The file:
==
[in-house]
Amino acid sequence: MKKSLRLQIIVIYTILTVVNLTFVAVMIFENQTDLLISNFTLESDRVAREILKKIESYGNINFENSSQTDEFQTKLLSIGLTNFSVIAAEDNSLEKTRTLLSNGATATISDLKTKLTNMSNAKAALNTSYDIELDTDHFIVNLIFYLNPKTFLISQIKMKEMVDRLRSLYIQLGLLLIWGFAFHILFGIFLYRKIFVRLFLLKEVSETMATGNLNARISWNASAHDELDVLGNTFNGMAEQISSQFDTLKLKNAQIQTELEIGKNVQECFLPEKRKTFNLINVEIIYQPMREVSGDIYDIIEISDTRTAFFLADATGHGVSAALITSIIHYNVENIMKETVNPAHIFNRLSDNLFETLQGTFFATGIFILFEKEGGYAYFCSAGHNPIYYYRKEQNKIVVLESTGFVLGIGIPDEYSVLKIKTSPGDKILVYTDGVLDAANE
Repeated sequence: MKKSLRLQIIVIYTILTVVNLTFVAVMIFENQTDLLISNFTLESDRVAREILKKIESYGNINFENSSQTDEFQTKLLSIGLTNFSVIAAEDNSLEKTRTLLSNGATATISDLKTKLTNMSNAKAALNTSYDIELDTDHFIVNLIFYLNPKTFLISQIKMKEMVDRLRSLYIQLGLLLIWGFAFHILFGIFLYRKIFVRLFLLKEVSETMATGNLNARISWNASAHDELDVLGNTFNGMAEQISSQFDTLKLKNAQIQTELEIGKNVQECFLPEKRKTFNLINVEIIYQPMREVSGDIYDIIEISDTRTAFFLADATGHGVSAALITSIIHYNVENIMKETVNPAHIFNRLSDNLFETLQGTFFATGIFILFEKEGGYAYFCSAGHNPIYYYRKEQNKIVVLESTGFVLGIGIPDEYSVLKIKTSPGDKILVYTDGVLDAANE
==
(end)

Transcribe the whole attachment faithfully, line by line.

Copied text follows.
[in-house]
Amino acid sequence: MKKSLRLQIIVIYTILTVVNLTFVAVMIFENQTDLLISNFTLESDRVAREILKKIESYGNINFENSSQTDEFQTKLLSIGLTNFSVIAAEDNSLEKTRTLLSNGATATISDLKTKLTNMSNAKAALNTSYDIELDTDHFIVNLIFYLNPKTFLISQIKMKEMVDRLRSLYIQLGLLLIWGFAFHILFGIFLYRKIFVRLFLLKEVSETMATGNLNARISWNASAHDELDVLGNTFNGMAEQISSQFDTLKLKNAQIQTELEIGKNVQECFLPEKRKTFNLINVEIIYQPMREVSGDIYDIIEISDTRTAFFLADATGHGVSAALITSIIHYNVENIMKETVNPAHIFNRLSDNLFETLQGTFFATGIFILFEKEGGYAYFCSAGHNPIYYYRKEQNKIVVLESTGFVLGIGIPDEYSVLKIKTSPGDKILVYTDGVLDAANE
Repeated sequence: MKKSLRLQIIVIYTILTVVNLTFVAVMIFENQTDLLISNFTLESDRVAREILKKIESYGNINFENSSQTDEFQTKLLSIGLTNFSVIAAEDNSLEKTRTLLSNGATATISDLKTKLTNMSNAKAALNTSYDIELDTDHFIVNLIFYLNPKTFLISQIKMKEMVDRLRSLYIQLGLLLIWGFAFHILFGIFLYRKIFVRLFLLKEVSETMATGNLNARISWNASAHDELDVLGNTFNGMAEQISSQFDTLKLKNAQIQTELEIGKNVQECFLPEKRKTFNLINVEIIYQPMREVSGDIYDIIEISDTRTAFFLADATGHGVSAALITSIIHYNVENIMKETVNPAHIFNRLSDNLFETLQGTFFATGIFILFEKEGGYAYFCSAGHNPIYYYRKEQNKIVVLESTGFVLGIGIPDEYSVLKIKTSPGDKILVYTDGVLDAANE